He told his listeners: “…it is not only the sick people who are benefitted when a town gets interested in psychiatric illness.  There is something about work with sick minds and hearts that makes ordinary people more sensitive to suffering, more tolerant, more human—even to each other.  They discover that love cures people, the ones who receive love and the ones who can give it, too… (Topeka) has changed in half a century—so have I.  Psychiatry has changed Topeka, and perhaps Topeka has helped to change psychiatry.”

His first marriage was to Grace Gaines, with whom he had three children, Julia, Robert and Martha.  He called his first wife “a noble woman.”  His second marriage was to Jeanetta Lyle, his “partner” of 48 years.  They had an adopted daughter, Rosemary.

Much has been written in recent years about the explosive oral fight between the two Menninger brothers, Drs. Karl and Will.  The conflict was far too complex to explain in a simplistic fashion.  There was a great difference in their personalities.  Dr. Will loved stability; Dr. Karl loved change. Yet there was no split between the brothers when it came to their basic caring about the mentally ill. 

To a Menninger watcher, there seemed to be a lot of different Dr. Karls.

There was Dr. Karl the superb diagnostician; Dr. Karl the scholar, who learned with pure joy; Dr. Karl the powerful and respected leader in psychiatry; Dr. Karl the exciting and dramatic teacher.

There was Dr. Karl the advocate, who never gave up.  Some of his causes were more than a half-century old, but he was still working on them near the time of his death.  He was an admirer of the American Indians and was their advocate.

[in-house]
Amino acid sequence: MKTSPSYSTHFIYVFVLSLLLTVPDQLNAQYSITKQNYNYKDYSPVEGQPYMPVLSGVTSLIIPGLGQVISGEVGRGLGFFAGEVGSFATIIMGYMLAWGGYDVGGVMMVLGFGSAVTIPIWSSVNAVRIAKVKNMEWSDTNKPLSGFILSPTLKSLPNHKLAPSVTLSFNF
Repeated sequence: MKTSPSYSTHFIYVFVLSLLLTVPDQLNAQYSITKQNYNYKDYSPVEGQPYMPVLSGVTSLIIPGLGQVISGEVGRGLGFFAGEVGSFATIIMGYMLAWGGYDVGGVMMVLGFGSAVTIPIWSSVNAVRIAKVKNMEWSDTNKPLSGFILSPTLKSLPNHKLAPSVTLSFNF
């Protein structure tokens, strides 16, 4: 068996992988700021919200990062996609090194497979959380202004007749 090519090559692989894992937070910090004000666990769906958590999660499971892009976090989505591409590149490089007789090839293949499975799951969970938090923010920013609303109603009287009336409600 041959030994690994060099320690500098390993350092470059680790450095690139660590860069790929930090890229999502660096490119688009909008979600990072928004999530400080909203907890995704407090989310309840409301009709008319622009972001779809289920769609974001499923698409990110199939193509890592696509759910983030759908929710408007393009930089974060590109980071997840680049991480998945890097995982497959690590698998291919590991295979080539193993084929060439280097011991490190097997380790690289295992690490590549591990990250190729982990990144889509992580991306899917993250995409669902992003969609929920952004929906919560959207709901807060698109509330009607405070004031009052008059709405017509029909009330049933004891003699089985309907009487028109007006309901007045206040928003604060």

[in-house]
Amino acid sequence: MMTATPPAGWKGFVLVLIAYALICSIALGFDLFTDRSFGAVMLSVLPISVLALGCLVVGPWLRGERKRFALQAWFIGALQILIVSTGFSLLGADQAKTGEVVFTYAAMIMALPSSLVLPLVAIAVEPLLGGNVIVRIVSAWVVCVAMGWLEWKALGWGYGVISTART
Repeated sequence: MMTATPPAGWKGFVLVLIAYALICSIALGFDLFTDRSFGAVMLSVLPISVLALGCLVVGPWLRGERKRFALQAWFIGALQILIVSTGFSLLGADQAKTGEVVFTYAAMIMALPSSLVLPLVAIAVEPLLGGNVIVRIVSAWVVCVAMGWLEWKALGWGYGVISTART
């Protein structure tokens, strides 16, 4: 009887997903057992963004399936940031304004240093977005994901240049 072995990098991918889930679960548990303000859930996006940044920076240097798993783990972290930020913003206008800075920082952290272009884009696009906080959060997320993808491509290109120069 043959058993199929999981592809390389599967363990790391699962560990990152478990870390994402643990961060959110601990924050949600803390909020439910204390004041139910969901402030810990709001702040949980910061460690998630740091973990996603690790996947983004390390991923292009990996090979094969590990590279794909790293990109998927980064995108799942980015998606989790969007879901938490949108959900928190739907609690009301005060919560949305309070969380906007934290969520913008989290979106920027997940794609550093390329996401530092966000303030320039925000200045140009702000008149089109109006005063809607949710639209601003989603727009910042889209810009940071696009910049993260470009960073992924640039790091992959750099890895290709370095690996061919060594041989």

He fought for understanding and help for mistreated and abandoned children and for prisoners.  He was an unrelenting conservationist who loved the beauty of nature and deplored needless killing of coyotes, whales, and alligators (he didn’t even want to speak to people who wore alligator shoes).

There was also Dr. Karl the inconsistent.  He didn’t love all nature—just beautiful nature.  He hated mosquitoes and killed all he could.  He was in favor of rat extermination.  But, then, consistency wasn’t something that Dr. Karl considered a virtue.

He was an accomplished pianist, a painter, a poet and a superb writer who disdained the jargon of medicine.  He was a Bible scholar and former Sunday school teacher, who found no conflict between science and his religion.

Dr. Karl couldn’t read people’s minds, although he said that some people thought he could.

When provoked—and sometimes even when not provoked—he could be devastatingly blunt to anyone who wasn’t a patient or a troubled person.  (Patients and troubled people were different from the rest of us, to Dr. Karl.)

He could be disarmingly unassuming.  A new member of his church recalled that he walked up to her and said, “I’m Dr. Karl Menninger, a local physician.”

He could create havoc with a seemingly innocent question, “Why are you gesturing so much?” –and then sit back and watch with clinical interest as the gesturing of his visitor increased.  He gave his frustrated visitor he feeling of being a butterfly pinned on a card.

He could be unforgiving—particularly if you were disloyal, if you were a doctor and mistreated your patient, if you told a lie, wasted time, sawed a limb off his favorite tree, chewed gum or took his parking place.

Dr. Karl believed that prevention was the answer to many of the world’s ills—and he spent many of his later years working with the Villages, which provides homes for abused and neglected children.

The Villages children always have made a great event of Dr. Karl’s birthdays.  A few years ago, however, the children were upset and grieving.  One of the children, a little girl named Starlet, had drowned accidentally a few days before the birthday event.  Dr. Karl seemed to be watching the children carefully, noticing the downcast faces, the troubled eyes.  He also seemed to be casting around for a way to let them know he understood and cared.

Finally, one little boy walked up to him and asked, “Dr. Karl, if you could have any gift in the world for your birthday, what would you choose?”

The room grew silent.  What would he want? Something grand, no doubt, such as world peace, an unpolluted environment, a cure for mental illness?

But Dr. Karl said quietly, “I’d like to have Starlet back.”

There was a noticeable lessening of tension in the children.  Dr. Karl had found the right way.